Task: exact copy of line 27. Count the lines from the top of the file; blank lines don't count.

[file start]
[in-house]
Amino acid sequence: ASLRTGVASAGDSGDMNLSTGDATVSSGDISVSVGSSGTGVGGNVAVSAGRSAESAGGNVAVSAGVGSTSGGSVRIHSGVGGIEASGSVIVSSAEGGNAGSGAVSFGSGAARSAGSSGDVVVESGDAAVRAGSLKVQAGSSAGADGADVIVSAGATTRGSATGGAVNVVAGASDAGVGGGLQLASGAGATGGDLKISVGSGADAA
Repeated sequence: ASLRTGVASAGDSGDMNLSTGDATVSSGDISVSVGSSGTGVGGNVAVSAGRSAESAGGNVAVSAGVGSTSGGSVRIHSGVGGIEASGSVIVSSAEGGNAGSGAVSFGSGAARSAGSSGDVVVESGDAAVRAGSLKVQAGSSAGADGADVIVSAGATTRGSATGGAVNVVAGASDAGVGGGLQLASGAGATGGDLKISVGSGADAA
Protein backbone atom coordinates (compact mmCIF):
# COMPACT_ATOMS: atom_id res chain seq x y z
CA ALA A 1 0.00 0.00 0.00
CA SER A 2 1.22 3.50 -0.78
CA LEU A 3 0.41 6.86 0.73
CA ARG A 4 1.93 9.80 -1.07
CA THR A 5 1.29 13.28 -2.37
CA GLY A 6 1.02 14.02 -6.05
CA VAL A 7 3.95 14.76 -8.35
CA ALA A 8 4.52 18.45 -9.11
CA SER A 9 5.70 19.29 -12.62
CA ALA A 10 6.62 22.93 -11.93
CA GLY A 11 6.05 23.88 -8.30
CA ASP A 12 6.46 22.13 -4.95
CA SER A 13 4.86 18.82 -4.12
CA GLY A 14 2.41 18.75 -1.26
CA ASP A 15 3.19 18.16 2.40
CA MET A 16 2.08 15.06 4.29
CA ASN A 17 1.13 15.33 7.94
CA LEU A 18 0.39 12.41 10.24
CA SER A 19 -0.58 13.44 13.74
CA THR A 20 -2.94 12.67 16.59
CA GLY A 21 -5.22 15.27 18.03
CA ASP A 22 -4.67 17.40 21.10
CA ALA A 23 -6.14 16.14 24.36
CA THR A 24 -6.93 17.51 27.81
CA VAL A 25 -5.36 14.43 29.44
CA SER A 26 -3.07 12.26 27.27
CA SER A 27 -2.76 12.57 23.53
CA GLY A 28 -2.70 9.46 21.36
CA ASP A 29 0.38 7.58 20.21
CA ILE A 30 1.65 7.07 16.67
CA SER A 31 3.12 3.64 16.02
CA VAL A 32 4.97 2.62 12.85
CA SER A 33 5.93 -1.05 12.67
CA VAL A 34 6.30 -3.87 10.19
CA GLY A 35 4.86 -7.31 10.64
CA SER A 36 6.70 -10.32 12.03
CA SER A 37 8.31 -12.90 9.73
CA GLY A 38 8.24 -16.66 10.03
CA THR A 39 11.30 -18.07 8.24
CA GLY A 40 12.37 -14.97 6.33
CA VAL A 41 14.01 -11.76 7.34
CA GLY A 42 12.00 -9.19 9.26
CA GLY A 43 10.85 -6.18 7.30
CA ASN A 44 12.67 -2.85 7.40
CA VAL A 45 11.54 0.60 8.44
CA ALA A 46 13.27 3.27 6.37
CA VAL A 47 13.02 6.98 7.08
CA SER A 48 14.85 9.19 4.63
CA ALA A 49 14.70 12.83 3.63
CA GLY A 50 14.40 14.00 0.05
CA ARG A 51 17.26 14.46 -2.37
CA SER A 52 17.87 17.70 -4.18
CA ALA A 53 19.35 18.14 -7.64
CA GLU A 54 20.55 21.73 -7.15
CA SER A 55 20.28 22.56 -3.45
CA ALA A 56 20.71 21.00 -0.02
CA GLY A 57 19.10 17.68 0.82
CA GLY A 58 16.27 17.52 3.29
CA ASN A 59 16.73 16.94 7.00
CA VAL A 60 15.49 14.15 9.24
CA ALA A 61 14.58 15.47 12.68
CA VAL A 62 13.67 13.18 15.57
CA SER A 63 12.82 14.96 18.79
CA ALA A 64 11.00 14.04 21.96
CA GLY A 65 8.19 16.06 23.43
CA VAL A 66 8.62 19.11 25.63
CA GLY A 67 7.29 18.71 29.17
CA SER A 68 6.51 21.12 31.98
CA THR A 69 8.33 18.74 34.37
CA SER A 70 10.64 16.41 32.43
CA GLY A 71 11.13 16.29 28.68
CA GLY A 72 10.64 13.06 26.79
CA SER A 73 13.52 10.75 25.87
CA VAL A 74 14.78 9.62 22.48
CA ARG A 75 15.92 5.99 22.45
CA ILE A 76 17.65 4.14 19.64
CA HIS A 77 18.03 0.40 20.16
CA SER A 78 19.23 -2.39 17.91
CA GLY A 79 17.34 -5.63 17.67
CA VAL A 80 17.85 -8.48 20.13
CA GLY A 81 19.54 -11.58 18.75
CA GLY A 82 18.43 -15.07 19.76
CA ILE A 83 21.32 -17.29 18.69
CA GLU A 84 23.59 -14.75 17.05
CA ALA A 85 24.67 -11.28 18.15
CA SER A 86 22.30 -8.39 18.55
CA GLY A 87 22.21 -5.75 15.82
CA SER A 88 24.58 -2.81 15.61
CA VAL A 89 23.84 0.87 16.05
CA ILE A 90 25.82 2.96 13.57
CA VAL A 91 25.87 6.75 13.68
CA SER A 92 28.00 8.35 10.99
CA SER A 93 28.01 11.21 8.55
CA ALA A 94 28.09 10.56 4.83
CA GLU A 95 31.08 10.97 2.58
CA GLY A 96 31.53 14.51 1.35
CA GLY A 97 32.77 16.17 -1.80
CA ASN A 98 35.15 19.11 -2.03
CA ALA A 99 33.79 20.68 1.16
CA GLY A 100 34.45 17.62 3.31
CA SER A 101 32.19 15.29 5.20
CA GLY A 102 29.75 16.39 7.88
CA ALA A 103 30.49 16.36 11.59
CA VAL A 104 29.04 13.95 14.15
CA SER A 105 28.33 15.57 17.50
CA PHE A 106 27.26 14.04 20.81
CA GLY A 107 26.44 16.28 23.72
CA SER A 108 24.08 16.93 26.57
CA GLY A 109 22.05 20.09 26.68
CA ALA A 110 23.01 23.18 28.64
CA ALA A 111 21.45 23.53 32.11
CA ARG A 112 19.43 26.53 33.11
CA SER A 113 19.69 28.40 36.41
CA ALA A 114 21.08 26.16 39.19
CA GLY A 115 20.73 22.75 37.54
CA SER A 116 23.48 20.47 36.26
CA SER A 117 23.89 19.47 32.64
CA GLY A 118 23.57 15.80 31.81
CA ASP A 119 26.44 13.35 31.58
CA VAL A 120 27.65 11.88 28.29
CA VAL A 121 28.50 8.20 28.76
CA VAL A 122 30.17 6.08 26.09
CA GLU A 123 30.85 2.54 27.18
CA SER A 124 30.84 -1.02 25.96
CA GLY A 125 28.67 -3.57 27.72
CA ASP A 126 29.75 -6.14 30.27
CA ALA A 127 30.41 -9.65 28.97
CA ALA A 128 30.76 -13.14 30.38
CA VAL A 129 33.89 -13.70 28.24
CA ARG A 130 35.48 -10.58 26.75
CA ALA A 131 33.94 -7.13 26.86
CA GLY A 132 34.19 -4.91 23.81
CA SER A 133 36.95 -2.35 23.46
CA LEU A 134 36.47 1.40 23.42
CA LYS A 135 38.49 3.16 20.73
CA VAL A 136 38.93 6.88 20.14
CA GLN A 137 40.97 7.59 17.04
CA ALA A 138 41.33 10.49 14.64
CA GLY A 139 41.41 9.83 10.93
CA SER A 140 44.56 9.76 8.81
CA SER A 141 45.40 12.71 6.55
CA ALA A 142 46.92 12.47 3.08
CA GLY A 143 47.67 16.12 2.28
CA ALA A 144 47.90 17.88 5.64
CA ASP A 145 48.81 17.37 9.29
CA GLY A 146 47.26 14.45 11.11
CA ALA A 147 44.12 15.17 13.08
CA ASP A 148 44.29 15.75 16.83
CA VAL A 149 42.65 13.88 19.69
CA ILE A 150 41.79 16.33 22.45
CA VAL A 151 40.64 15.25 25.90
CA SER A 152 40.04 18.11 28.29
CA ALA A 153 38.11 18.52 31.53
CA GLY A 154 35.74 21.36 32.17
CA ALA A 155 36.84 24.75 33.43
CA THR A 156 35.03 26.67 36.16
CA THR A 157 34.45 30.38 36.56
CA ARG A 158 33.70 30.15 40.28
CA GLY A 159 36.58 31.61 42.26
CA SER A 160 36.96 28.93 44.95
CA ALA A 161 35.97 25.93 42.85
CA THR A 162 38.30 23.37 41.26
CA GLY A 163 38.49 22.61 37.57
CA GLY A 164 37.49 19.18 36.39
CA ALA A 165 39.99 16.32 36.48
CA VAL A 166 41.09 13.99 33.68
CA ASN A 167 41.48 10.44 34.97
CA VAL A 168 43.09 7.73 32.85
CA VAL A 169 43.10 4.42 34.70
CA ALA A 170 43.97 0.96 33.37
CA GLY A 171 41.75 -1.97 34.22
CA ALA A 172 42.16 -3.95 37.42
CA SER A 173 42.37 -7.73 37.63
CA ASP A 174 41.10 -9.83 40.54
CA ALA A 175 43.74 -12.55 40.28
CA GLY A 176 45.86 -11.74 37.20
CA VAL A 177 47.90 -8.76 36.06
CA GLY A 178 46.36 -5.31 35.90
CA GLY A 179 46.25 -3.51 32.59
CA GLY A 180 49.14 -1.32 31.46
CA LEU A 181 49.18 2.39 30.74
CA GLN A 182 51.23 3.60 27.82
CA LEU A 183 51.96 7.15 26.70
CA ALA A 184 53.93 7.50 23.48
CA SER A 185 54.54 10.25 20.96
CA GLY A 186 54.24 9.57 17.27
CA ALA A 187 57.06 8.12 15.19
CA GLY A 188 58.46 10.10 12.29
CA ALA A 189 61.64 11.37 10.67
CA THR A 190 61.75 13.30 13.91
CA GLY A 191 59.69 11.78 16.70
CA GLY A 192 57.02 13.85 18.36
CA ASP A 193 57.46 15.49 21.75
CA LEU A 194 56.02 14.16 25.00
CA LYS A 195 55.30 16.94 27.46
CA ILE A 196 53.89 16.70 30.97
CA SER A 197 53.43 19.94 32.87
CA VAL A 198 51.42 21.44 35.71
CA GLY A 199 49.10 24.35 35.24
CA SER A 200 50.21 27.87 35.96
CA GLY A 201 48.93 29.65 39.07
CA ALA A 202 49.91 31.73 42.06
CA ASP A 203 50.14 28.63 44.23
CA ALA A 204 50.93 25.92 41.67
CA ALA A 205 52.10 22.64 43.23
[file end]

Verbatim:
CA ASP A 22 -4.67 17.40 21.10